By On the occasion of our 20th anniversary
By Gustavo Arellano
By R. Scott Moxley
By Alfonso Delgado
By Courtney Hamilton
By Joel Beers
By Peter Maguire
By Charles Lam
"Very few people know what the world is going to look like four years from now," he acknowledged. "But Broadcom has a major role in determining what the world is going to be like. That makes me the exception.
"We've already helped change the world. The first wireless chip Broadcom built cost $20 million to design, but the copies sell for $12. Hell, it's gotten to the point that you can get cable TV even if you're on welfare."
Nicholas was grinning when he made the welfare crack. He knew it was kind of an audacious thing to say, coming from a guy with $2 billion. But that's the way Nicholas often makes his points. He's a man of quick studies, blunt truisms, knee-jerk reactions and constant revisions.
"I am a media-relations nightmare," he announced proudly. "I never prep, and I generally say what I think—and sometimes I say things before I think. I don't know how many times people in the company have heard me say something to a reporter and later told me, "Jesus Christ, that's going to be in the paper!'"
Even when he's comported himself well, staying far away from such off-limits subjects as the details of his marriage and Broadcom's corporate secrets, Nicholas can't resist tormenting the people he has paid to look after him—such as when his PR guy, former Times Orange Countypresident Bob Magnuson, called the mansion via speakerphone to inquire how our interview was going. "Great, Bob!" Nicholas said hyper-enthusiastically. "I spent most of the afternoon making forward-looking statements and telling about Broadcom's next-quarter results." Magnuson responded with stunned silence until Nicholas ka-boomed a big laugh that let him know it was a joke.
Apparently, it's always been this way. Henry T. Nicholas III was a fidgety kid.
"To me, it has always seemed that things move too slow," he said. "Nowadays, a kid like me, they'd say he had ADD, but they didn't call it that then. I'm dyslexic, too, but they didn't know that right away, either. I spent six months in the retarded kids' class, and they were the happiest days of my life. I got candy bars for not acting out!"
Nicholas' agitation may have been abetted by the complicated energies that swirled in his home while he was growing up in middle-class Cincinnati. He may not know from welfare, but he didn't know stability, either. His father was both a gifted attorney and an alcoholic with a mercurial temper.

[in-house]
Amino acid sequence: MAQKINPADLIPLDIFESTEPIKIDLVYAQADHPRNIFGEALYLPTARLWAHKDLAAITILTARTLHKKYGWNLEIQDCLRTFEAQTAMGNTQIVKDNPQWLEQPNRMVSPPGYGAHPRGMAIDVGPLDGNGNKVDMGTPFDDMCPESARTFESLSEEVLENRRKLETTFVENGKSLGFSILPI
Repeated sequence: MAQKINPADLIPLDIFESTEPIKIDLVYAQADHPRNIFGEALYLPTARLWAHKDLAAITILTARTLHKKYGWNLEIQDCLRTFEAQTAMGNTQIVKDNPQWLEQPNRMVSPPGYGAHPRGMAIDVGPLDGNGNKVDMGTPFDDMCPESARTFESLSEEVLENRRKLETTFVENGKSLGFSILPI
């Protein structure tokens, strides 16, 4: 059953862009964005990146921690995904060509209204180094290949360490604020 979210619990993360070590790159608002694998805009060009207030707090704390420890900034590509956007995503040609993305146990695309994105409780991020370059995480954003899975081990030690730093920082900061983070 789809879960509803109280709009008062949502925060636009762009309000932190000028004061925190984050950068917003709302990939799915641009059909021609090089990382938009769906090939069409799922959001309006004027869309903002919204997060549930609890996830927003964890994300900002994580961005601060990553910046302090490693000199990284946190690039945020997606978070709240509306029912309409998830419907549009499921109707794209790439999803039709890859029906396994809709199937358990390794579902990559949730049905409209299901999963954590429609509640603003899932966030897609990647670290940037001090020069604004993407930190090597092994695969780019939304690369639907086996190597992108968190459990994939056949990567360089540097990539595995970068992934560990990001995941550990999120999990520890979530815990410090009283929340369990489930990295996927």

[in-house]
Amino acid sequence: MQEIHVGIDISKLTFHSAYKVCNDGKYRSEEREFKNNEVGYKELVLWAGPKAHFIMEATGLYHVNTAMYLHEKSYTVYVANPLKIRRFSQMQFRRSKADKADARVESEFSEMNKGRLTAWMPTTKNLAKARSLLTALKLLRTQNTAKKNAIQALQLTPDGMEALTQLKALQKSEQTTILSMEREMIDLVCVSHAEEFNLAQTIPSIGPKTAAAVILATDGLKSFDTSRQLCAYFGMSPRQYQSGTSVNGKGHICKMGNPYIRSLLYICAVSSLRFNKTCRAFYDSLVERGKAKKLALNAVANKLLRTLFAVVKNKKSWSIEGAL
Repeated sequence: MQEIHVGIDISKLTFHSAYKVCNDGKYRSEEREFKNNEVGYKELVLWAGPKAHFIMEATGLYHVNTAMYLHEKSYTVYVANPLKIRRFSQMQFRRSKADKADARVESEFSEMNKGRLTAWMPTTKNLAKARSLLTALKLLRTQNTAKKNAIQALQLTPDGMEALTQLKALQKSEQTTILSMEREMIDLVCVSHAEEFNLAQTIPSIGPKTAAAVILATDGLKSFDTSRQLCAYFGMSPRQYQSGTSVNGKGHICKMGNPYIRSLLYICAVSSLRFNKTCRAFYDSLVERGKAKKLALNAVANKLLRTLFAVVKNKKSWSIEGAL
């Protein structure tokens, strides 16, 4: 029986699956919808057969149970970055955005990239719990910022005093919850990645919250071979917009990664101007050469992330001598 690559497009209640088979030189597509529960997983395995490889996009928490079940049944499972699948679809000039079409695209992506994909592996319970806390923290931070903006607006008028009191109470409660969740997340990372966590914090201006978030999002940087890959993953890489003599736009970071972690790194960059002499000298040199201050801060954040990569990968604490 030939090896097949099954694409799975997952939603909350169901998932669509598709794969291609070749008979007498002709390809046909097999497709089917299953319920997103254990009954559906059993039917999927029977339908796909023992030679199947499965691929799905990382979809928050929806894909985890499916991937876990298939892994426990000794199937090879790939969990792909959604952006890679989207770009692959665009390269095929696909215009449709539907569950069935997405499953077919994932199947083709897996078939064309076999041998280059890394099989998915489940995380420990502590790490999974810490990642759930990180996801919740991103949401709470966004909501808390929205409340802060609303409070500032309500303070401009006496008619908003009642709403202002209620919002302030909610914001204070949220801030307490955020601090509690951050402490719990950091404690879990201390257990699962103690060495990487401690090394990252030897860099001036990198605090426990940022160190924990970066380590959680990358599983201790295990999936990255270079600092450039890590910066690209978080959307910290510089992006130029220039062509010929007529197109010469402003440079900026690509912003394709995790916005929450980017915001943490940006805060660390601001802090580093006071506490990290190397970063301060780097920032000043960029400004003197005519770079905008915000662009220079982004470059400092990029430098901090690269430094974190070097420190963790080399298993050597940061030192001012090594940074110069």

"Eventually, my mother screwed up my good deal at school," Nicholas laughed. "She wasn't going for that retarded-kid stuff. She got me back in with the regular kids."
Nick's mother, Marcella, finally got bottom line like that at home, too. She put her husband out. Soon afterward, she put Henry and his sister in the car and everything she could stuff into a U-Haul trailer. They settled in California, where Marcella used $5,000 in academic-grant money to study journalism at UCLA graduate school. When she married a screenwriter named Robert Leach, the family moved to Malibu, which in the 1960s was more of a colony of nouveau bohemians than a compound for the beaucoup-bucks set. The added sense of security helped young Henry focus better, and he dreamed of becoming a scientist.
"But I was still a C student up till 10th grade. I was terrible at arithmetic; I still can't add numbers in my head," Nicholas said. "It wasn't until we got to the more conceptual stuff—geometry, trigonometry, calculus—that I began to appreciate that mathematics is a beautiful thing." Many years later, Nicholas would write "Architectures, Optimization Techniques and VLSI Implementations for Direct Digital Frequency Synthesizers," his doctoral dissertation in electrical engineering.
But he never stopped ricocheting around. After graduating from Santa Monica High School in 1977, he went to the Air Force Academy, only to learn he was too tall to be a fighter pilot. He went to UCLA, where he earned his bachelor of science and his master's but insists he learned everything he really needed to know about business while rowing for the crew team, a lesson he recently summed up for a pasty-looking class of umbilicaled-to-their-laptops undergrads at UCI. "Go out for a sport!" he barked. "Athletics teaches you how to compete, but business school just teaches you how to form a committee. Academia in general keeps competition quiet—like your grades, for instance, which are confidential. The world of athletics is not like that. You row a race for your crew team, you immediately know who wins—and everybody gets to see who finishes last."
Nicholas got a job at the El Segundo offices of satellite maker TRW Inc. That's where he met the two most-important electrical engineers in his life—a woman named Stacey, who became his wife in 1987, and a man named Henry Samueli, who became his partner at Broadcom in 1991.
From all accounts, building the Broadcom empire was a torturous experience for everyone involved. Nicholas described his interview sessions with prospective employees as "crucibles of pain," and the corporate culture didn't get any easier when people started drawing paychecks. Work weeks of 60 to 70 hours were routine, and staff meetings could be called any time of the day or night—Nicholas convened one on Christmas Eve. It got worse when Broadcom went public in 1998, the same year Stacey Nicholas was pregnant with their third child. The birth was induced so that Nick could make an important business trip. When the couple finally went to Hawaii to celebrate their 10th wedding anniversary in 2000—three years late—Nick turned an intimate dinner into a business meeting by inviting an executive to join them.